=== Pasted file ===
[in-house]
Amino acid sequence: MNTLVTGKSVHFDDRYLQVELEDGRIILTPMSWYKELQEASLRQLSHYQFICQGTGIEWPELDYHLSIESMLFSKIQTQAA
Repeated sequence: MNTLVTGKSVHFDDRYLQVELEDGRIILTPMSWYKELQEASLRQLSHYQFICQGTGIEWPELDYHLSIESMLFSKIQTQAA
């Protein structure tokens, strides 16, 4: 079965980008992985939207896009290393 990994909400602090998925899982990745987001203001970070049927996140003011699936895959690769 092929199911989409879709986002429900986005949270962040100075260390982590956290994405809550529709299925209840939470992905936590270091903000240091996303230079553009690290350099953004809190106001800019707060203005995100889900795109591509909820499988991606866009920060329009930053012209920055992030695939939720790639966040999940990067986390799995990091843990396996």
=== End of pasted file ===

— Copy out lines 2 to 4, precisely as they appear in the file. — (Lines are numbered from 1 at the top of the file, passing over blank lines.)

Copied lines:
Amino acid sequence: MNTLVTGKSVHFDDRYLQVELEDGRIILTPMSWYKELQEASLRQLSHYQFICQGTGIEWPELDYHLSIESMLFSKIQTQAA
Repeated sequence: MNTLVTGKSVHFDDRYLQVELEDGRIILTPMSWYKELQEASLRQLSHYQFICQGTGIEWPELDYHLSIESMLFSKIQTQAA
């Protein structure tokens, strides 16, 4: 079965980008992985939207896009290393 990994909400602090998925899982990745987001203001970070049927996140003011699936895959690769 092929199911989409879709986002429900986005949270962040100075260390982590956290994405809550529709299925209840939470992905936590270091903000240091996303230079553009690290350099953004809190106001800019707060203005995100889900795109591509909820499988991606866009920060329009930053012209920055992030695939939720790639966040999940990067986390799995990091843990396996």